Consumerization, BYOD, managing mobile devices and the cloud have been hot topics for IT professionals this year, and there has been a lot to keep up on.
Mobile devices and operating systems kept the bring your own device (BYOD) trend going strong and begged questions about how best to handle mobile strategies, mobile device management (MDM), workers' cloud use and more. Keeping tabs on all that info isn't easy, but searchConsumerization's expert contributors have spent 2013 doing just that -- and passing what they know on to IT pros like you. Read up on the year's ten most popular tips:
10. Eight iOS 7 features for IT
Apple's iOS 7 came out this year and brought with it some new tools for managing mobile devices and applications. Managed open in, per app VPN (virtual private network) access, an improved Volume Purchase Program and an updated MDM protocol can all help IT administrators retain control over iOS devices.
9. Which mobile OSes are the most manageable?
It's almost impossible to support every mobile operating system that's out there, but some have stronger management and security features than others. Consider which OSes have native tools for managing mobile devices and security capabilities such as encryption, then choose which OSes to support.
8. Avoiding BYOD pitfalls
If your company allows users to bring their personal devices to work, find ways to avoid some common mistakes. For example, don't go without a BYOD policy, don't focus solely on managing mobile devices and don't dream of banning BYOD outright.
7. Comparing cloud storage services: Box vs. Dropbox
Dropbox and Box are two of the most popular cloud storage services. They're similar in many ways, but there are some key differences. Though both services use a freemium model that scales to business class, each provider has different features and prices.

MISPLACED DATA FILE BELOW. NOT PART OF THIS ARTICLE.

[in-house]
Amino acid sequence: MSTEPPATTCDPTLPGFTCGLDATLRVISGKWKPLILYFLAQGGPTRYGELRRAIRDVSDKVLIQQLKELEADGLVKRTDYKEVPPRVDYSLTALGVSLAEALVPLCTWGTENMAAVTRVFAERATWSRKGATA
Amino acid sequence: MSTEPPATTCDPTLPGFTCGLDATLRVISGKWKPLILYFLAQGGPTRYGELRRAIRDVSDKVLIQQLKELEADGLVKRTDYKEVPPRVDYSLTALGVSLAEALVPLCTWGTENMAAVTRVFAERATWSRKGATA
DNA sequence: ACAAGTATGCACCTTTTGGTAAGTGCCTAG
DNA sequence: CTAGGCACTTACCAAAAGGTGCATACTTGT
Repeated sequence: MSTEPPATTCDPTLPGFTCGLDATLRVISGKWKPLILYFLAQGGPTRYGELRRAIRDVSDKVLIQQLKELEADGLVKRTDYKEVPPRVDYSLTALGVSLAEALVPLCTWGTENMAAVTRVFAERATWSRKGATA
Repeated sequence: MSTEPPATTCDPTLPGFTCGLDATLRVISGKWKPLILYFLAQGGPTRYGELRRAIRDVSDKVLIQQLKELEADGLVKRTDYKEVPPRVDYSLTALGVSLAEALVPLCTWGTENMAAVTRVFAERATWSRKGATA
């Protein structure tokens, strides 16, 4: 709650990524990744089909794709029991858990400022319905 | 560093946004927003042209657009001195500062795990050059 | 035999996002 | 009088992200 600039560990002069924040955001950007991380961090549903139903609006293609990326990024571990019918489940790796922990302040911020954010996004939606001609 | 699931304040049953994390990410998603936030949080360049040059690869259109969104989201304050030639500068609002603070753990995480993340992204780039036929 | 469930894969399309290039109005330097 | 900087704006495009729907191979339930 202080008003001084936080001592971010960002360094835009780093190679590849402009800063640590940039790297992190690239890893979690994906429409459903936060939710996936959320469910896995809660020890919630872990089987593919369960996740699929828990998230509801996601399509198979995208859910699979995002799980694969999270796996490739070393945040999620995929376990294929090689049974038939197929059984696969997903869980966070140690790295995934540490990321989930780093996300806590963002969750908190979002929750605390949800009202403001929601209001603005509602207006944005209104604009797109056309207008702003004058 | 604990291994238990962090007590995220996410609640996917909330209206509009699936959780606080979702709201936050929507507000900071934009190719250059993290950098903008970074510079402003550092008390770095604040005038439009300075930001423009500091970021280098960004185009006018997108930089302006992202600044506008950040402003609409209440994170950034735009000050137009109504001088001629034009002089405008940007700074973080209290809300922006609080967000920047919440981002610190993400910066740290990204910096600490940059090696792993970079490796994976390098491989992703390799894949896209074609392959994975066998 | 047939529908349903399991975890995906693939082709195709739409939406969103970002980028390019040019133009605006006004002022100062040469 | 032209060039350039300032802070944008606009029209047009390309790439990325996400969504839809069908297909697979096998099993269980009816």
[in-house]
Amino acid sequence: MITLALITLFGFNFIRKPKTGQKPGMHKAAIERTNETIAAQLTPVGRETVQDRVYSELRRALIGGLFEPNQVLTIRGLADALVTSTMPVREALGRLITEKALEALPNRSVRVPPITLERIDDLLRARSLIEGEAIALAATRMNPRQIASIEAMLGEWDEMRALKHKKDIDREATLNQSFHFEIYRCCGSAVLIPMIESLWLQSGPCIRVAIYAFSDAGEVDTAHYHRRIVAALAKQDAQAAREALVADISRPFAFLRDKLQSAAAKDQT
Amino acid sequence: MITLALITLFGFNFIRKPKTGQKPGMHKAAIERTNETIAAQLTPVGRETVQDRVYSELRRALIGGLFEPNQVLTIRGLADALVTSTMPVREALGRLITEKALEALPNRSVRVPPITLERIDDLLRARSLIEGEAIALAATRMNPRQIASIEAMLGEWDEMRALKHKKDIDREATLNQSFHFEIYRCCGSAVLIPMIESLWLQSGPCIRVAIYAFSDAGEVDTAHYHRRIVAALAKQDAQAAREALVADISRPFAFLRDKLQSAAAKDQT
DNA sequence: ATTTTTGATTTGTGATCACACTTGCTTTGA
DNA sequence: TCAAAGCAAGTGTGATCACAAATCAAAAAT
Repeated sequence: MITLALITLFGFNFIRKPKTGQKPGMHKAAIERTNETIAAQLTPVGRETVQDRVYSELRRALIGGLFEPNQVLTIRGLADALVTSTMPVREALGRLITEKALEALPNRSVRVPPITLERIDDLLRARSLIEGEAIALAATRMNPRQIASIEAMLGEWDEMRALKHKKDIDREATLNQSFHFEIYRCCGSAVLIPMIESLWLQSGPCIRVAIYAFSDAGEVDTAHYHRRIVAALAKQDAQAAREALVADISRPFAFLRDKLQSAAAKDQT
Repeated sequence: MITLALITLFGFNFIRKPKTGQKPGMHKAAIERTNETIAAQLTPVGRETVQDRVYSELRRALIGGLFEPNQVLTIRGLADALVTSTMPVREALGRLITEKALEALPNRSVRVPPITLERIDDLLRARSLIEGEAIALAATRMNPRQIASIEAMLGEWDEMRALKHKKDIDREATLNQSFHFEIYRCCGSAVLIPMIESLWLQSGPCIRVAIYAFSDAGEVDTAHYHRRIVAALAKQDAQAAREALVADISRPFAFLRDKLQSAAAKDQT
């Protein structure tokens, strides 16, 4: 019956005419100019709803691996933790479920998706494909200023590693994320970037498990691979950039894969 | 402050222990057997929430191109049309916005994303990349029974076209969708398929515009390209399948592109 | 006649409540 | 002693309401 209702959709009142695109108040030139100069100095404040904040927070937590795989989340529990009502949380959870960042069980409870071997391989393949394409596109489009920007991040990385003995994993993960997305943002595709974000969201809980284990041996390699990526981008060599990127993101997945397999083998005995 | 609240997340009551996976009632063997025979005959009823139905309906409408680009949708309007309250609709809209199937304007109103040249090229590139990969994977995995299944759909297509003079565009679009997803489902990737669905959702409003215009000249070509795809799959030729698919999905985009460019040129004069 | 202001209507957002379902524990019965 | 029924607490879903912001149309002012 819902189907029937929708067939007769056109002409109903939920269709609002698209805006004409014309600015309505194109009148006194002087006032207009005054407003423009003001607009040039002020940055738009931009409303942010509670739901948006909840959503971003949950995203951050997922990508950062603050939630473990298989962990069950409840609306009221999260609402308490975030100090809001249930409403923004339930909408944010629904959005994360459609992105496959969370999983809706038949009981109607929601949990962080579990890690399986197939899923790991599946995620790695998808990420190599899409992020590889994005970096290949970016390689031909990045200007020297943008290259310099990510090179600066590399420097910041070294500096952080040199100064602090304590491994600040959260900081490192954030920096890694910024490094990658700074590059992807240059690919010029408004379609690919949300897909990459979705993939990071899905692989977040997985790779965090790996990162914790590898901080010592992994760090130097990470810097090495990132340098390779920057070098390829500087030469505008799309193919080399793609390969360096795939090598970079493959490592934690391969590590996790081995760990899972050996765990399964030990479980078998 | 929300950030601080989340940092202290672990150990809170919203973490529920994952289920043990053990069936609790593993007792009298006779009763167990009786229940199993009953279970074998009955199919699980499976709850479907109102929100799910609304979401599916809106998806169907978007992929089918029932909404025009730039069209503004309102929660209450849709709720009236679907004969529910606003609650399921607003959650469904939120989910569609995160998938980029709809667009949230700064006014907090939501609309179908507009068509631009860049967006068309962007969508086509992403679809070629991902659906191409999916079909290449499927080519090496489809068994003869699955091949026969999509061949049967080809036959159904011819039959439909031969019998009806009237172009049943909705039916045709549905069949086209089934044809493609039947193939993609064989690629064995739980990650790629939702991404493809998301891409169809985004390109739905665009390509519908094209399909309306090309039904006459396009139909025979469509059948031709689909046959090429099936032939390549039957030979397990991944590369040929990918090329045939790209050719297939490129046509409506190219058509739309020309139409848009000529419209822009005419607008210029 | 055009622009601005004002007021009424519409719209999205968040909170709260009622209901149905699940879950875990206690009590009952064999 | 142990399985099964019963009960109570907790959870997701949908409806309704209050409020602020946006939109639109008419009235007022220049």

6. Why corporate-owned devices could make a comeback
The COPE model is emerging as a viable way for companies to retain some control over devices. "Corporate-owned, personally enabled" device distribution models let workers use consumer mobile devices that make them more productive, but the devices are deployed by IT, giving you some more oversight.
5. What you can and can't do with Exchange ActiveSync
You can use Microsoft Exchange ActiveSync to give workers access to their corporate email accounts, calendars and tasks on their mobile devices, but the protocol has some limitations that don't make it a candidate for full MDM.
4. How data protection and iOS encryption work
Apple's data protection and iOS encryption make a great team for keeping data secure, but workers need to have the right settings enabled on their devices. If users don't use data protection on their iPhones and iPads, all iOS encryption does is make devices easier for IT to wipe.
3. The good, the bad and the ugly of Surface RT
Microsoft's Surface RT tablet has some pros and cons. The tablet has good battery life and it comes with Office, but apps and performance leave something to be desired.
2. Android vs. iOS in the enterprise
The most recent versions of Google's Android operating system have come with some security improvements such as device encryption, but Apple's iOS still has better overall security for enterprise purposes.
1. MDM checklist
One of the best ways to ensure the success of your mobile initiative is to have a well-thought-out mobile device management strategy. Take a look at this checklist of features and functions that you should consider when crafting your strategy for managing mobile devices.
Dig deeper on Enterprise mobile device management